They are also generally used by different workers for co-cultivating roots and AM propagules. © 2010 by Taylor & Francis Group. Miller-Wideman and Watrud [31] used 1/10 diluted MS medium for co-culturing G. was found suitable for hairy root culture preparation.Advances in Mass Production Technology of Arbuscular Mycorrhiza 51 was placed near the single transformed root in the same Petri plate and incubated the whole Petri plate vertically in such a way that germ tube grow upward and immediately come in contact with the root [37. St. intraradices with transformed roots and/or normal roots of carrot [55] as well as for G. LLC . presence of ammonium ions (in MS medium) was found to be detrimental to root growth because of steep fall in pH of the medium due to this additive. Mosse and Philips [52] reported detrimental effect of sodium on AM establishment as they observed internal development of Endogone mosseae in the roots of Trifolium parviflorum decrease when sodium was present in the medium. High P level in soil has also been shown to decrease or eliminate mycorrhizal infection [53]. Moreover. P. 49]. It has also been convenient for dual culture of G. since this medium has been developed only for root organ culture. [56] grew G. The most frequently used media for plant tissue culture are White’s [50] and Murashige and Skoog (MS) medium [51]. Reducing the concentration of sucrose in the medium also benefits the mycorrhizal colony and arbuscules development. there must be such a balance in the nutrient medium that the growth of the host as well as fungal symbionts should progress during dual culture establishment. Since the root. Arnaud et al. On the contrary. In this direction the medium modified by Becad and Fortin [32]. margarita with transformed roots of tomato [37]. in White’s medium. Mosse and Hepper [30] and by Abdul-Khaliq and Bagyaraj [37] with less in sucrose and P. and sucrose in the culture medium. although the root diameter is reduced. with no or least ammonium salts. they had success in establishing the symbiosis. Likewise. they felt difficulty in root growth evaluation due to poor nutritional status of culture medium. margarita on tomato seedling explant. intraradices but simultaneously suppressed mycorrhizal infection of transformed carrot roots. establishment of mycorrhizae greatly depends upon presence/absence and concentration of sodium sulphate. It is more appropriate to use White’s medium for root initiation. sometime also replacing ammonium salts with nitrate salts. provided nutritional conditions to stimulate “independent” growth of G. rich in sucrose and P. Nutrient Medium The most important factor for successful arbuscular mycorrhiza formation in root organ culture is the adjustment of appropriate culture medium for dual cultivation of both the components. which needs rich nutrient medium for its growth and the AM fungi grows normally in relatively poor nutrient conditions. although. Although. keeping in mind the delicacy of obligate biotrophic nature of the AM propagules. The media used by Mosse [54]. the additive nitrate counteracts the acidification in the culture medium following root growth that buffers the culture medium and retains pH at 6 for several months.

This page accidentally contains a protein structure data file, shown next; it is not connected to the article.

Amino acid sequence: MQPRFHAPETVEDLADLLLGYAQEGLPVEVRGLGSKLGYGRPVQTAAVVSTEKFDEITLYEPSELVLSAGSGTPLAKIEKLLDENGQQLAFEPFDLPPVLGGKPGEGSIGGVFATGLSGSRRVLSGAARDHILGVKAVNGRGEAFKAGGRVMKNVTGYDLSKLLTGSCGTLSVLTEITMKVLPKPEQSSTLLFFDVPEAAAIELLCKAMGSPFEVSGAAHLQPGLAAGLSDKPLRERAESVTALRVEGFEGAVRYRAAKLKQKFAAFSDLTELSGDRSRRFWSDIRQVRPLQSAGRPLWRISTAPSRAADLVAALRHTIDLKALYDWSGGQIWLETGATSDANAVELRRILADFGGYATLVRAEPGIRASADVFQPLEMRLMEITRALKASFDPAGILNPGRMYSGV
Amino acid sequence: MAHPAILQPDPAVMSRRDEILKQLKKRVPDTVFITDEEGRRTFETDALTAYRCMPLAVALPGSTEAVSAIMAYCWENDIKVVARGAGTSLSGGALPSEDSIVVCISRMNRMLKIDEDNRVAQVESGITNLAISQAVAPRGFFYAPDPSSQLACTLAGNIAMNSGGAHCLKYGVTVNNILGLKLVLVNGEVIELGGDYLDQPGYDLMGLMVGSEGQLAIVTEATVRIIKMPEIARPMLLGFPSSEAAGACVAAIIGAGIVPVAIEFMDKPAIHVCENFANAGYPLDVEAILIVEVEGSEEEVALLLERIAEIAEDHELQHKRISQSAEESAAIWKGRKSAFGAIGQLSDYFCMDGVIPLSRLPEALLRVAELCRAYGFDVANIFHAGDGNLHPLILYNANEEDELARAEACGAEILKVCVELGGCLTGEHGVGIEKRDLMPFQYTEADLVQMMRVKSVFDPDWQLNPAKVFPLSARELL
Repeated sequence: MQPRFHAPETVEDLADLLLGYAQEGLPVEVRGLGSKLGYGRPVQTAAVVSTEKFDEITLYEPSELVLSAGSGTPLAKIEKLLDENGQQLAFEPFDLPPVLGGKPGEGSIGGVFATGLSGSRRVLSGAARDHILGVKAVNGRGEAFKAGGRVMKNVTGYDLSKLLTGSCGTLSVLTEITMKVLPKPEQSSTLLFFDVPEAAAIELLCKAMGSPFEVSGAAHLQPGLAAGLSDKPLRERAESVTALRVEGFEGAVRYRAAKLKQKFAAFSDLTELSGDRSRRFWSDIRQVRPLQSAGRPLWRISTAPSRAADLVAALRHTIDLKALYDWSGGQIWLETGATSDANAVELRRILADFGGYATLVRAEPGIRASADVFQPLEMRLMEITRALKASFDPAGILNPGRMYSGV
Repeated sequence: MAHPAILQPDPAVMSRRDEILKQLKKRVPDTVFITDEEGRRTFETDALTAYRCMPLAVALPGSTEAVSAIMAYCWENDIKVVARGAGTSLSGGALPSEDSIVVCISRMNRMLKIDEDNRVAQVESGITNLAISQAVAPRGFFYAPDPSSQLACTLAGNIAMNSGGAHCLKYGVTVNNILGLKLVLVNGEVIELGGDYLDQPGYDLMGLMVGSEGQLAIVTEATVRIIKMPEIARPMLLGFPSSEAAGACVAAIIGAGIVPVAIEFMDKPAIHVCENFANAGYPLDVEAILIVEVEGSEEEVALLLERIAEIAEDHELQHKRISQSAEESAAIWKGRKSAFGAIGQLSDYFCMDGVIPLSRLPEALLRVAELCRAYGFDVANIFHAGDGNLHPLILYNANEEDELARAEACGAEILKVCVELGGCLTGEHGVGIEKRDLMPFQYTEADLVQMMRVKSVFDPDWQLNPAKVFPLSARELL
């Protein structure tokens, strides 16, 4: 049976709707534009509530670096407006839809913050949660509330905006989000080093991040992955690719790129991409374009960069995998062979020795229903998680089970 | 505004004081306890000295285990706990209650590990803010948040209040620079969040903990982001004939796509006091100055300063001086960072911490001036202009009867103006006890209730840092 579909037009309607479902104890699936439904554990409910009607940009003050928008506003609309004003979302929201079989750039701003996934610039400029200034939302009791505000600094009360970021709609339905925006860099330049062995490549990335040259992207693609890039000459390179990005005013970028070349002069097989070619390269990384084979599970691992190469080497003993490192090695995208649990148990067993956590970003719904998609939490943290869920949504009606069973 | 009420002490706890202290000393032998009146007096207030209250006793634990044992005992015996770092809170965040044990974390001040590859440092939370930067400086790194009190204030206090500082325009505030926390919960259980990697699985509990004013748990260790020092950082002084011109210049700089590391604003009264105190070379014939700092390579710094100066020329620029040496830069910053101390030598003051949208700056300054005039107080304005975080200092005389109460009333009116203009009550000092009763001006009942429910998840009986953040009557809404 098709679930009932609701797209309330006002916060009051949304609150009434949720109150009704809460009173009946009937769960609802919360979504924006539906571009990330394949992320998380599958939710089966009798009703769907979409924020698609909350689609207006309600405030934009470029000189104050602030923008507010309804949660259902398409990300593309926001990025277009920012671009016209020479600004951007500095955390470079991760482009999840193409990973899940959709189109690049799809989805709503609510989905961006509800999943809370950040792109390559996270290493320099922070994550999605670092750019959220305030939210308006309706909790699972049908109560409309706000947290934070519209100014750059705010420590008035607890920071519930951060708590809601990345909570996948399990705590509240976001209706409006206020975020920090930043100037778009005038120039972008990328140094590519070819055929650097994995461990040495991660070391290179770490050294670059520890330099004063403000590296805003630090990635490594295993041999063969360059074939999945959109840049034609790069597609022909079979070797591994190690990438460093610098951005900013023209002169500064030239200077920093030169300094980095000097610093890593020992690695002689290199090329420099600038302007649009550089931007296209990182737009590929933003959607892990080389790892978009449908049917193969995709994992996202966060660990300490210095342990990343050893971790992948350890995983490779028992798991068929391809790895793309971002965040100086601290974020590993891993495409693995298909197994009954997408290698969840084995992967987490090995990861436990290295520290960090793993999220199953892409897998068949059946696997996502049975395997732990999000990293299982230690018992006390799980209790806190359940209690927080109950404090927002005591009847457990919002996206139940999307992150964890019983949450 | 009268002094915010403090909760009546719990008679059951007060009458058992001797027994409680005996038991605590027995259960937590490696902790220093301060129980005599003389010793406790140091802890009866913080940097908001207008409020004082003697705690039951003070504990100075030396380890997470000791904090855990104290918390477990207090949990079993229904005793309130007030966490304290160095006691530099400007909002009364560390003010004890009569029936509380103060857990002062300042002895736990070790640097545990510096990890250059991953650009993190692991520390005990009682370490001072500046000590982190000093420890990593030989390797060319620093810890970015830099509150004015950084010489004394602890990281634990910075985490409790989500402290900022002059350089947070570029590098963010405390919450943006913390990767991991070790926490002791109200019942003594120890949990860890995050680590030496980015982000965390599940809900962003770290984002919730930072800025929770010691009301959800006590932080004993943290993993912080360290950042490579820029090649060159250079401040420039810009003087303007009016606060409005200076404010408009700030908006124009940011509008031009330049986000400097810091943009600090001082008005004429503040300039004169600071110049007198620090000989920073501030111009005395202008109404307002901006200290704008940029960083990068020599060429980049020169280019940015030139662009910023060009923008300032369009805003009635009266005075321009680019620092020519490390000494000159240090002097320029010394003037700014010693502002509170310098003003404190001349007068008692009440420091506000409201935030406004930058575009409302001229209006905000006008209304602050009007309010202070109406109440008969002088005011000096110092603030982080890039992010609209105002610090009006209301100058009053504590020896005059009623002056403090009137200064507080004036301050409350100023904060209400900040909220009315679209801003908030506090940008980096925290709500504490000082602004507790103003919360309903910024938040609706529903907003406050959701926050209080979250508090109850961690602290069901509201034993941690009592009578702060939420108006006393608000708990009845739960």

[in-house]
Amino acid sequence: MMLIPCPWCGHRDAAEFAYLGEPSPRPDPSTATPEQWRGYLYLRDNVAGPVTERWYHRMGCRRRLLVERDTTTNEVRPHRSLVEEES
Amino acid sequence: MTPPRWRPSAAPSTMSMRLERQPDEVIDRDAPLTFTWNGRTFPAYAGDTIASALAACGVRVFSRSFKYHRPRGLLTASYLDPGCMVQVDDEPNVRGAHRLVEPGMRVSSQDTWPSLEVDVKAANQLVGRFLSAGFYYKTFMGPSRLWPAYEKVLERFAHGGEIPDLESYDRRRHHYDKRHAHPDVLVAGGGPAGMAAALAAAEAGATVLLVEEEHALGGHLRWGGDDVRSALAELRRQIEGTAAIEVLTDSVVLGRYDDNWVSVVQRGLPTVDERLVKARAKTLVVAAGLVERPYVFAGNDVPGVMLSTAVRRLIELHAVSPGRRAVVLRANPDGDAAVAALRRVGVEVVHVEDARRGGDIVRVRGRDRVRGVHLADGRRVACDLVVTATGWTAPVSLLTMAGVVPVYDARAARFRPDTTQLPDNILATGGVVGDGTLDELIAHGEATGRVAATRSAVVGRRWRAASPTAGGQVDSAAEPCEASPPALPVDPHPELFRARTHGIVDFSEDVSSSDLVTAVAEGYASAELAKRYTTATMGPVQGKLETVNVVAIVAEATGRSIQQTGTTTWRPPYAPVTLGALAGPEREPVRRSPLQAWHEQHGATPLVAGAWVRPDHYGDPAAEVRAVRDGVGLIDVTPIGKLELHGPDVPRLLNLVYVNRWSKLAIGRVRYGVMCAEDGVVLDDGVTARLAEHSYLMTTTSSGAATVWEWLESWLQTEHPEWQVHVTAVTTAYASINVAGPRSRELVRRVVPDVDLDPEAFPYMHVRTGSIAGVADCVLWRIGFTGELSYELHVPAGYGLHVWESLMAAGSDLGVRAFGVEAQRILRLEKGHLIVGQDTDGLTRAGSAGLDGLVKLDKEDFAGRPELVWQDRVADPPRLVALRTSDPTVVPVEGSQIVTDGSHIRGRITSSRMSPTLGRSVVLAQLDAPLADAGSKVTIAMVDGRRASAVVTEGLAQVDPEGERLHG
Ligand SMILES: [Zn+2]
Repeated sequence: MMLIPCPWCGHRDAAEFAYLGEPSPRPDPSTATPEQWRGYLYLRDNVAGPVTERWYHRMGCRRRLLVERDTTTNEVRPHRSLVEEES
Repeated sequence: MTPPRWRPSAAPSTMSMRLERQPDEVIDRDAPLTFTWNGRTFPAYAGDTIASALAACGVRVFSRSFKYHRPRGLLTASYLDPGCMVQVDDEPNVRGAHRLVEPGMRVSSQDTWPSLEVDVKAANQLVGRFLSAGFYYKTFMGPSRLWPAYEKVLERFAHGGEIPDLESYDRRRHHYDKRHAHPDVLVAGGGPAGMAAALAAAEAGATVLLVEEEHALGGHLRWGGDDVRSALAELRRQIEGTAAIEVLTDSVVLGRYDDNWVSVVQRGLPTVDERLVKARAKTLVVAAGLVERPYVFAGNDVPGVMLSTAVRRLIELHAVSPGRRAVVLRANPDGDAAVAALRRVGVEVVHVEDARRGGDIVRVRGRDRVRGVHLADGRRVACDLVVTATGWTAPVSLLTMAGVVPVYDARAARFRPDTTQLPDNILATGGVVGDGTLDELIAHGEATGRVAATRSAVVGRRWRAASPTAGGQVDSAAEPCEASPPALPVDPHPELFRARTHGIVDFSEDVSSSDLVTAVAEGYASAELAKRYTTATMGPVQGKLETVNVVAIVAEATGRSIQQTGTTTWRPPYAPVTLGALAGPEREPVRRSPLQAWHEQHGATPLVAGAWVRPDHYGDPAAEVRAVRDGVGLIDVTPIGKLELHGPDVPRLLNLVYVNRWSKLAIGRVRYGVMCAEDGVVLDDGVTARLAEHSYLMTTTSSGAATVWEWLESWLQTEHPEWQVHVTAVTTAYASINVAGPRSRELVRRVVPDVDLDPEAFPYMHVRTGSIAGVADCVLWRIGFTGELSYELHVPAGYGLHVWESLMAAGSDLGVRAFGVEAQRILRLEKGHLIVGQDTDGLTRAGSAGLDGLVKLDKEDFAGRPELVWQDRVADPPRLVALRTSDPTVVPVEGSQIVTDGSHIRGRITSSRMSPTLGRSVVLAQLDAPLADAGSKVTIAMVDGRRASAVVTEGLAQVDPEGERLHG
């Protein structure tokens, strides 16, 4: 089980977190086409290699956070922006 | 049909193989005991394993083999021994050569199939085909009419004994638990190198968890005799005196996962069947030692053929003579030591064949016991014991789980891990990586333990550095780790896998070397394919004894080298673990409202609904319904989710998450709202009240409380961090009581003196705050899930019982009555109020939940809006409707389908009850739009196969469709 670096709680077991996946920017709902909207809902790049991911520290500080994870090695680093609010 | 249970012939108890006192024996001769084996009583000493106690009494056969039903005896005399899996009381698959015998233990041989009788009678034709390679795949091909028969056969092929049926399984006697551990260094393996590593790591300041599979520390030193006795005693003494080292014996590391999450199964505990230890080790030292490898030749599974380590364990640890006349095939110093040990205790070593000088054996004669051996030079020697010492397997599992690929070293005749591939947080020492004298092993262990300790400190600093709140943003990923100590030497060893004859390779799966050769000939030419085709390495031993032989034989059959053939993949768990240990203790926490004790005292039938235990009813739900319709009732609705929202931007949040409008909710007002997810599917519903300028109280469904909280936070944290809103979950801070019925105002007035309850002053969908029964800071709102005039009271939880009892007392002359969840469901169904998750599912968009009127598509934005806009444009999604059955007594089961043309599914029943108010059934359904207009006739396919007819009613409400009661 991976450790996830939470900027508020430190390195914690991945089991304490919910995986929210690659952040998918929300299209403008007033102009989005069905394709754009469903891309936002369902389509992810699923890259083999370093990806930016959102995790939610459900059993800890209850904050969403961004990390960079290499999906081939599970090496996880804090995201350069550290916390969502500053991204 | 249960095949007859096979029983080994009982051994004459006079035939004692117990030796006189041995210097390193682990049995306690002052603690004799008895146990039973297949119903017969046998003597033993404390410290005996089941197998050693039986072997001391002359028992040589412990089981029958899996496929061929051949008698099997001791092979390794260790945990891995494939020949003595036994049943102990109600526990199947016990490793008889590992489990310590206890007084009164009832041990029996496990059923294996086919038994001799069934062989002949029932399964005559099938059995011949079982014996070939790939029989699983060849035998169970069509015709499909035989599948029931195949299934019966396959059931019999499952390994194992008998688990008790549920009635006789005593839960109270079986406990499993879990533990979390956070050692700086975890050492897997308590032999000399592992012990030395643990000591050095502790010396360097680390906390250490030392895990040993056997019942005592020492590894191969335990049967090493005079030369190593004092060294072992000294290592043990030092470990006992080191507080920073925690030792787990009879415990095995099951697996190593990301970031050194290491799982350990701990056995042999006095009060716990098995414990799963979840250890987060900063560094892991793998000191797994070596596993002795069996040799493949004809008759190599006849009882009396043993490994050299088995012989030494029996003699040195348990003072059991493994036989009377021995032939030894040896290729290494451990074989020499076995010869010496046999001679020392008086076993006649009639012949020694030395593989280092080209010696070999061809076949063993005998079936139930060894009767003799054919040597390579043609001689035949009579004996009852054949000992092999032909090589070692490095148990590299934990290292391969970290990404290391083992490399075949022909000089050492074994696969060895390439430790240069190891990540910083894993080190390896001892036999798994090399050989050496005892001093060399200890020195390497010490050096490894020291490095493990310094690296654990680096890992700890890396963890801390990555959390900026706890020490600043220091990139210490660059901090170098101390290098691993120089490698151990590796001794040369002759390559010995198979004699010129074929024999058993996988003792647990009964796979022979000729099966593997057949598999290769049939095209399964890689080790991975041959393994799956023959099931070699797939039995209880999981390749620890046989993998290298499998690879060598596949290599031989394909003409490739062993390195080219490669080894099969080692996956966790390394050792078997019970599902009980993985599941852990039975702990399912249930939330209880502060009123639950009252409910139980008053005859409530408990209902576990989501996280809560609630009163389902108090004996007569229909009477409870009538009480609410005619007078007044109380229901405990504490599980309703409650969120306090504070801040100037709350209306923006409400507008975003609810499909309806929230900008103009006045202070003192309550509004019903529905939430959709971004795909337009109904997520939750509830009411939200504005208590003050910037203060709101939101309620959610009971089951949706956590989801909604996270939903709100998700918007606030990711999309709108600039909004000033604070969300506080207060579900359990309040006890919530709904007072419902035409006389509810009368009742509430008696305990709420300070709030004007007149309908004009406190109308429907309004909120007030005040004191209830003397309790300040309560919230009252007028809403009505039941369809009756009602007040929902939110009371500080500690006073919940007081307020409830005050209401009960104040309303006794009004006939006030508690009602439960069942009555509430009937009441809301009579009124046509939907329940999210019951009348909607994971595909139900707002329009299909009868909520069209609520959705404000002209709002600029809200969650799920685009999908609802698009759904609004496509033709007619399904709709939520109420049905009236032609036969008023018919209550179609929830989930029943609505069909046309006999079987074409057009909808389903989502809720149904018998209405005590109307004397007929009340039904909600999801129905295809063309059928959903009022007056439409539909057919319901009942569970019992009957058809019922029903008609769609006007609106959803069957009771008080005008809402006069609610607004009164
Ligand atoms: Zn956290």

versiforme associated with excised tomato roots. margarita was greatly stimulated by a synergistic interaction between volatile and exudated factors produced by © 2010 by Taylor & Francis Group. the production of 3-5 newly formed G. but as sporocarps in the environment. In 1984. margarita spores from Petri plate of tomato root culture was reported [31]. intraradices in transformed roots of modified White’s medium [32] in a double compartment system of Petri plate.5 µM. Khaliq et al. Hyphal growth of G. modifying the host and growth parameter. The upper half compartment had sucrose only where transformed mycorrhizal root system was growing. They counted up to 34. During the same year St. Similarly. The G. [58].000 spores’ production per Petri plate. [62] reported that three flavonoids—apigenin. LLC . [61] reported for the first time the establishment of an arbuscular mycorrhizal association between G. Later Diop et al. sinuosum sporocarps survived not as single spores. [59] reported production of an average of 9500 spores of G. Arnaud et al. Only the endosymbiont was permitted to the second (lower) compartment containing the same medium devoid of sucrose.000 spores with a mean of 15. while working with G. Gianinazzi-Pearson et al. The experiment has added G. [56] made a record of 34. Colonization of the lower compartment by the mycelium took place between six and eight weeks after sub-culturing the mycorrhizal roots in the upper compartment.) roots in monoxenic culture. versiforme per Petri plate during transformed carrot root coculturing in modified Strullu-Romand (MSR) medium [57]. intraradices and G. hesperitin and naringerin—promoted spore germination and hyphal growth of G. Becard and Fortin [32] reported 100 spores per Petri plate of the same AM species and this number was further increased to 450 [57]. Declerck et al. There has been an interest for the production of aseptic spores of AM fungus. mainly for research purpose for almost two decades. Bi et al. sinuosum (= Sclerocystis sinuosa) and transformed Ri T-DNA carrot (Daucus carota L.15-1.000 mostly viable spores per Petri plate in the distal compartment. Quercetin was also found as a highly stimulatory flavonoid which had a synergistic effect with carbon dioxide. Four years later. fasciculatum [45]. margarita at concentrations of 0. Root Exudates and Flavonoids Role of plant exudates and flavonoids is also very important in stimulating the germination as well as growth of AM fungi in dual culture system. sinuosum to the list of fungi by using monoxenic culture with transformed Ri T-DNA carrot roots.52 A. A small but growing number of papers have reported the successful establishment of AM associations using a number of AM fungal species [60]. It was shown that white clover root-exudate stimulates hyphal elongation of G. Monoxenic culture technology is a very powerful tool for the experimental establishment of arbuscular mycorrhizal associations. repeated the production of 100-1000 aseptic mature spores per Petri plate.